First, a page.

It’s over! Iowa held its vaunted caucus for Republican presidential hopefuls, and Mitt Romney “won” by eight votes over Rick Santorum. In doing so, he was rejected by 75 percent of Iowans, who didn’t seem wild about any of the candidates. The real winner was the media, which blanketed the nation with Iowa coverage. Many see the Hawkeye State as a bellwether—the “real” America and thus a guide to the political future.
But is Iowa the “real” America? In truth, there are almost as many Americas as there are states, counties, cities, towns—and people—in this nation. Unless you believe that “American” denotes only one type of ethnic or religious group and one interpretation of American “values.” Which may be why Iowa’s winners rarely capture party nominations.
Yes, Iowa is real. And the exhausting campaign of bus tours and diner stops serves a purpose by winnowing candidates. Herman Cain was exposed in Iowa. Michele Bachmann, after getting five percent of Republican votes, dropped out. God, she stated afterwards, has other plans for her. This does not mean, I assume, anointing Mrs. Bachmann as spokesperson for American values—a position claimed equally by all the other candidates. It’s all about values, they tell us. But which Americans’ values do Iowa and they represent?
I remember driving through Iowa one morning six years ago with my son, Aaron. An hour west of Des Moines, we pulled off I-80 and into a small town for breakfast. We found a restaurant with white clapboard exterior, screen door, plain interior with a low ceiling and Formica tables. Candidates go to places like this to show that they’re real folks. As we waited for our scrambled eggs and toast, an older man greeted us with, “Howdy, fellas.” He may have been checking out strangers, but he seemed friendly. We greeted him with an equally pleasant “good morning.” After eating, we drove downtown, which could have been featured in any movie about “heartland” America then headed back to the Interstate.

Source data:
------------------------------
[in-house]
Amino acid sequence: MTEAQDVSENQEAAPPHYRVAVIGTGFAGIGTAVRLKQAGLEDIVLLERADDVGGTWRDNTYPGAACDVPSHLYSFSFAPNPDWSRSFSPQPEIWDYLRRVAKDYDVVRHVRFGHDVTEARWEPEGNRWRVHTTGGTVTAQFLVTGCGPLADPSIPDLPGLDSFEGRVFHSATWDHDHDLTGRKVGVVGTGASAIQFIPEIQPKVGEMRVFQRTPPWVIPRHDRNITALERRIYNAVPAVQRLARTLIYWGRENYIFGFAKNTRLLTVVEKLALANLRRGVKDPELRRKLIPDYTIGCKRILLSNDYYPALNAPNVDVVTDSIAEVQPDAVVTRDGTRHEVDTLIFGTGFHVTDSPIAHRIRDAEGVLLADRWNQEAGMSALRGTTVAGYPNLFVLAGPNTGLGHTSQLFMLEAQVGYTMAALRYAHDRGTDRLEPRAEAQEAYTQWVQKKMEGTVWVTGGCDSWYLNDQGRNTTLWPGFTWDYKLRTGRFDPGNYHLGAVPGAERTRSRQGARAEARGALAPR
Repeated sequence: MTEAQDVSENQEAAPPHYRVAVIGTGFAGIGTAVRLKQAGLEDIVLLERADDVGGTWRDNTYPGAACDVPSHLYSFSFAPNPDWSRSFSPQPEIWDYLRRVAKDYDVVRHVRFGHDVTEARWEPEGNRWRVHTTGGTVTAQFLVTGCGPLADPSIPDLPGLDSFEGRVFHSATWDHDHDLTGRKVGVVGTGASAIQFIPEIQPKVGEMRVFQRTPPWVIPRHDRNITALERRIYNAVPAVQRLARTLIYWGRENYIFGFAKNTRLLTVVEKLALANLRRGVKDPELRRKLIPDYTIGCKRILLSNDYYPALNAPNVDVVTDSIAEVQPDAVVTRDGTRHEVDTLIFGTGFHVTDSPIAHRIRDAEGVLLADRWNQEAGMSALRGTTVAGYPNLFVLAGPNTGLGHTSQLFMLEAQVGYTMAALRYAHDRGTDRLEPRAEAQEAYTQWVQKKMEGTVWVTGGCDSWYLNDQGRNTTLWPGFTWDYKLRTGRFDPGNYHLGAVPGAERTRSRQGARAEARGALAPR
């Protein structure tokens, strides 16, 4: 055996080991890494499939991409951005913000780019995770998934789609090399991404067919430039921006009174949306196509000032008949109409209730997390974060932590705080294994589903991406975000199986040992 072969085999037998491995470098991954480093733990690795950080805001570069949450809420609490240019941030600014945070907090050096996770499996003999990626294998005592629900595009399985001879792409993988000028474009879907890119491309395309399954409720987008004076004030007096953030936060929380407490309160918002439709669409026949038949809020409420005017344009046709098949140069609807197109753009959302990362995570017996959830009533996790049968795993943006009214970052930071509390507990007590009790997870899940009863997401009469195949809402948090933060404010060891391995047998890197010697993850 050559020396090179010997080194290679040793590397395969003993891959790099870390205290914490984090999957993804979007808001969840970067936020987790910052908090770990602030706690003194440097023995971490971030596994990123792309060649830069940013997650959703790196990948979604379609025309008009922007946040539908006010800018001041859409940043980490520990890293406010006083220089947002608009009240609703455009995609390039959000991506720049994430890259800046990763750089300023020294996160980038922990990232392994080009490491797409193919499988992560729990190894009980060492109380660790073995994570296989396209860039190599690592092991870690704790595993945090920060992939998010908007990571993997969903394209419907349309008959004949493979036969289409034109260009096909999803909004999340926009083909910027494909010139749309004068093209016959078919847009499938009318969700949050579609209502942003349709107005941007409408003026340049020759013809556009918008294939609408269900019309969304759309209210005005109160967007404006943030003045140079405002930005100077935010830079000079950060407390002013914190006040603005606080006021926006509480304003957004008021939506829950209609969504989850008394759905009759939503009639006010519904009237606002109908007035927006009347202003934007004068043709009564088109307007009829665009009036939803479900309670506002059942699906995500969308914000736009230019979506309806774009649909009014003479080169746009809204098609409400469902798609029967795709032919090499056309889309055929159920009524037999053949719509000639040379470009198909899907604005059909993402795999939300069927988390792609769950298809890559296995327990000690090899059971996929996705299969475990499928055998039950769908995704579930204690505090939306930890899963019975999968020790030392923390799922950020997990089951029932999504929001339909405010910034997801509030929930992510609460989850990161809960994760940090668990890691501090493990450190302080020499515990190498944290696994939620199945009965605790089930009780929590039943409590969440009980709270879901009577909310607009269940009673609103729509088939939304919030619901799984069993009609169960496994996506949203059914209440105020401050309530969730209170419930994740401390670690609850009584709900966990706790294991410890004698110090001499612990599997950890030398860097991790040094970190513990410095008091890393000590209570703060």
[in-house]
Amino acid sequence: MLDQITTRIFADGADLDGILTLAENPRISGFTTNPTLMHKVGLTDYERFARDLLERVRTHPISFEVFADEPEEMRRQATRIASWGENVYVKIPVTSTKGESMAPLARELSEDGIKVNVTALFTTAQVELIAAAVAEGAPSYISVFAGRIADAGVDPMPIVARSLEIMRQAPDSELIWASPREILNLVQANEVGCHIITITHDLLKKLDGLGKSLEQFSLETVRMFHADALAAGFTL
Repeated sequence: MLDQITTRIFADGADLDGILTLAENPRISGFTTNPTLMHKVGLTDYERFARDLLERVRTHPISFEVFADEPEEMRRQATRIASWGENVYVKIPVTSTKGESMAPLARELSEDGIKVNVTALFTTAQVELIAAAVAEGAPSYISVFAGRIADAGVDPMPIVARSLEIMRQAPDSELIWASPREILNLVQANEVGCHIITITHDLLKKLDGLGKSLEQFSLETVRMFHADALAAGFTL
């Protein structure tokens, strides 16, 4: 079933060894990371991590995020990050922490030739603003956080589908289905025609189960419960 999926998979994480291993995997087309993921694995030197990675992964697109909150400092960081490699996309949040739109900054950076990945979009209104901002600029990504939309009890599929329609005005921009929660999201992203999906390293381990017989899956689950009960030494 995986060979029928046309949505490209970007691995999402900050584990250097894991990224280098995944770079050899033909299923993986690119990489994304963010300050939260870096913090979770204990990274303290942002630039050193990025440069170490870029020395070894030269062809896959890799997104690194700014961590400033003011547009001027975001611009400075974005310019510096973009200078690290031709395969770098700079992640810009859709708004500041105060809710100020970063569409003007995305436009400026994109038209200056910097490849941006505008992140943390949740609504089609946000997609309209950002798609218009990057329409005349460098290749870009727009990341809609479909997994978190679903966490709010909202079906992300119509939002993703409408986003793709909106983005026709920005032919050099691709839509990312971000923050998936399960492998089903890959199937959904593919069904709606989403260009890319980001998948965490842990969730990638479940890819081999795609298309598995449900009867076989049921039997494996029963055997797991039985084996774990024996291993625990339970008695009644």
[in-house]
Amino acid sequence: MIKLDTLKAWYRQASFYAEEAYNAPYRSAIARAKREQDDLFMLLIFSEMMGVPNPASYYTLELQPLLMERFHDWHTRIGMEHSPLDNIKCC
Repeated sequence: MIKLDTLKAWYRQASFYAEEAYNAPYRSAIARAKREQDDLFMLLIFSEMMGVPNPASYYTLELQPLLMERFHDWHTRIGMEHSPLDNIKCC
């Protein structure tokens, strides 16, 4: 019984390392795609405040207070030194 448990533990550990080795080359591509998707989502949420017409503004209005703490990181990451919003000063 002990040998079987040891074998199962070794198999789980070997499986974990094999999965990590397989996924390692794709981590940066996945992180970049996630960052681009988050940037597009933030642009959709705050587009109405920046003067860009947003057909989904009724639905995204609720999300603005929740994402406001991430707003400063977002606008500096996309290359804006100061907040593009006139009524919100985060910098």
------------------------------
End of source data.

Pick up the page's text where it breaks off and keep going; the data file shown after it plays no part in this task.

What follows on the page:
I remarked to Aaron, “We may be the only Jews in this county.” I could have been wrong, but my point was clear. We were passing through a white, Christian, rural America that wasn’t our America. The residents likely held different viewpoints on many issues. Yet I believe that had we discussed issues with the town’s residents over coffee, we might have come to some measure of agreement freed from the hyperbole and ideology generated by political campaigns, which tend to prove divisive. And sure, there are differences in thinking we probably could not have bridged. Small-town Iowa and big-City San Francisco represent two of many Americas.
Romney, Santorum, Ron Paul and Newt Gingrich have moved on. They’re focused on New Hampshire—another “real” America. And they’re not stupid. Ignorant? Often. Stupid? No. They’ll tailor their messages according to what people in New Hampshire want to hear. Well, maybe not Ron Paul. He’s another story.
The interesting thing is that in New Hampshire—and in South Carolina to follow—Iowa may prove its ultimate worth. Republicans nationwide have been exposed to all the hype produced by and for the extended Iowa campaign. The candidates may have already forgotten Iowa, but other “real” Americans often demonstrate long memories.
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